Immersive Learning: Developing an Interactive Touch Screen Learning Module for Children with Autism

DS 69: Proceedings of E&PDE 2011, the 13th International Conference on Engineering and Product Design Education, London, UK, 08.-09.09.2011

Year: 2011
Editor: Kovacevic, Ahmed, Ion, William, McMahon, Chris, Buck, Lyndon and Hogarth, Peter
Author: Stone, R. Brian; Beach, Lindsay; Ganci, Aaron; Jones, Taurean; Ribeiro, Bruno; Strouse, Emily; Woolley, Elise
Series: E&PDE
Section: Design Teaching Environment 3
Page(s): 684-689


Design and Engineering have truly reached a point of convergence. With the growing complexity of project deliverables, expanding technologies, and more diverse and discriminating audiences, we've reached a point where collaboration through immersive experiences is required. Oftentimes, the constraints of an academic term, either quarters (10 weeks) or semesters (14-16 weeks) do not allow for full immersion in a project. Nor does it offer the opportunity for students to realize fully roles and responsibilities or the necessary behaviours for successful collaboration. Our goal was to structure a long-term, in-depth collaborative study environment that would facilitate rigorous research, discovery, and outcome. This one-year group study enabled the student participants to understand the process of designing an interactive experience at a holistic level. It furthered the idea of collaboration and allowed time to deliver a project beyond a speculative composition to a fully functional application. Our project goal was to develop an interactive application that enabled autistic children to practice communication and social interaction. Our interdisciplinary team of graduate students developed a touch screen application that facilitated the learning of word and picture associations. This paper will outline the interdisciplinary process utilized in the creation of this application and the rationale supporting its development. Key to the success of this application was the collaborative make-up of the design team, the duration of our experience, and the collaboration with software engineers, therapists, and autism researchers.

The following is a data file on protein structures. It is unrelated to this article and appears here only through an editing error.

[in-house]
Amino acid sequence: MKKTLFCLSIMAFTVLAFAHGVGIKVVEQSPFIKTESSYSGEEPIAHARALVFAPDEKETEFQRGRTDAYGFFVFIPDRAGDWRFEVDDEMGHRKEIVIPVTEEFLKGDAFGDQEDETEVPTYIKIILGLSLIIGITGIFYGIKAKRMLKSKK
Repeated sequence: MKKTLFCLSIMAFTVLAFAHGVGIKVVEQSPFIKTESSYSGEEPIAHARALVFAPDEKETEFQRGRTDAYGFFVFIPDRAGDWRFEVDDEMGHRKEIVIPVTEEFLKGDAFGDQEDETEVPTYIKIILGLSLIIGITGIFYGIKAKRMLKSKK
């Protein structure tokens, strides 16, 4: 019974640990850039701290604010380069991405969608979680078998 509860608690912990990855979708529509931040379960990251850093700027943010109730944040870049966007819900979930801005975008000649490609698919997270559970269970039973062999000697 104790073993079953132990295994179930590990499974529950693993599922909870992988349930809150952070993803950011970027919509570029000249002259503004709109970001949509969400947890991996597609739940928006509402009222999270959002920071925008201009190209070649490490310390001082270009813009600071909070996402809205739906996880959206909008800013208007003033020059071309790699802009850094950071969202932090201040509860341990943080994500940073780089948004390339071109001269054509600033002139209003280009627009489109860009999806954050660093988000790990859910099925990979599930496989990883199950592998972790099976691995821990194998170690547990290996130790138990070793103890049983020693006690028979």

Keywords: Touch-screen, Co-participation, Interaction, Learning module, Collaboration, Autism


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